While in Italy, on our way to the Piazzale Michelangelo, my group stopped on the Ponte Vecchio to snap some photos of the bridge at night. After a couple of photos, we noticed that an Italian musician was setting up and beginning to play some songs. Oh, and he was good. A particularly wild Italian woman was trying to convince the crowd to get up and dance with her to no avail. She even got up and gave the musician a sloppy kiss on the cheek when he played “Sweet Dreams” by Eurythmics. I took a picture of our little group then asked a stranger to take a group photo (none of which turned out) and while I was posing, the woman continued trying to recruit dancers. An image appeared in my mind of us all jumping up and dancing with the woman after someone re-taking the, what I imagined to be, perfect photo (it wasn’t).
However, when I turned around and told the group of my image, everyone stared at me like I had five heads. I mimed dancing to encourage them and the woman caught sight and grabbed me dragging me out onto the street. So, of course, I started wildly dancing with her after she kissed and hugged me several times while thanking me endlessly. I turned to the group and saw that they all had out their cameras. The song “Don’t Worry, Be Happy” came on and my friend, Susie, joined us in our dance. After making fools of ourselves for what seemed like endless minutes, some other girls joined us. The Italian woman was ecstatic. I must say, my favorite part about it all was that the dancing wasn’t even good; it was horrible and silly. At one point, she started doing what appeared to be an Irish jig.
Soon after the jig, several more people joined the dance until the song ended. Everyone cheered and tipped the musician. I’d like to note that NONE of the men of our group joined the dance. I scolded them after, my main argument being that when would you ever have such a perfect, spontaneous moment like this in a foreign country? Alas, some people have no sense of adventure it seems.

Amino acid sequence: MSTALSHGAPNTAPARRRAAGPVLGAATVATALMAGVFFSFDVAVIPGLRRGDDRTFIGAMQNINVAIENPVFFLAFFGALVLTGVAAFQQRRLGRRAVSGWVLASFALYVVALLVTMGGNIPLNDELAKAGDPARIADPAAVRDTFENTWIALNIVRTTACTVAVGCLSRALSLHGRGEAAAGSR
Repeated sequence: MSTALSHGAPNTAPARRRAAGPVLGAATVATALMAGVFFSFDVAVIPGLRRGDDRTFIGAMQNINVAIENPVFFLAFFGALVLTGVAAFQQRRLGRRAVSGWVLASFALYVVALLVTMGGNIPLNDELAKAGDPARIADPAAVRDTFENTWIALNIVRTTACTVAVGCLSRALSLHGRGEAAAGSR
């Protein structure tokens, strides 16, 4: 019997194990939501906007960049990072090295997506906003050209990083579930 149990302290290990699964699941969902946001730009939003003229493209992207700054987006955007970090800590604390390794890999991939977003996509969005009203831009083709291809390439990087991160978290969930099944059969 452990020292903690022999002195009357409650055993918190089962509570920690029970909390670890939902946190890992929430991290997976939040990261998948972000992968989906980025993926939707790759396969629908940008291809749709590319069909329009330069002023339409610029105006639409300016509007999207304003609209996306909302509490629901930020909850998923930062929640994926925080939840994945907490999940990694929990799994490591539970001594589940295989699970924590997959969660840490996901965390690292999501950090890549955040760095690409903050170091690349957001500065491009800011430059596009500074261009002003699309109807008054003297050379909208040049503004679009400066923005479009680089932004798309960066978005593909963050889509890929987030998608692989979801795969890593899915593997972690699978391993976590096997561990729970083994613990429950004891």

We all retreated to the side of the road to finish our drinks and enjoy the music. When Susie and I noticed the song “Mad World” came on, we realized that a slow dance was in order. A couple was already engaged in a very convincing waltz-esque dance and Susie insisted she needed a dance partner. Once again, none of the boys seemed up to it but one, who upon briefly demonstrating his talents, was quickly ruled out as an acceptable dance partner. Finally, Susie asked our friend Coleman. He agreed. A romantic Italian song began and the two ran off to center stage to dance. Needless to say, the moment was moving and magical. The song ended and everyone sat back down and enjoyed the music. Coleman complimented Susie on her taking charge and asking him to dance. We sipped our drinks until the musician packed up and we went home. Piazzale Michelangelo would have to wait for another day. For most of us, it was a night to remember.
So, the moral here is that the next time you are offered the chance to make a fool of yourself and have a good time, remember, when’s the last time you danced on the Ponte Vecchio in Florence at night while listening to an Italian musician play “Don’t Worry, Be Happy”?
When you get the choice to sit it out or dance, dance!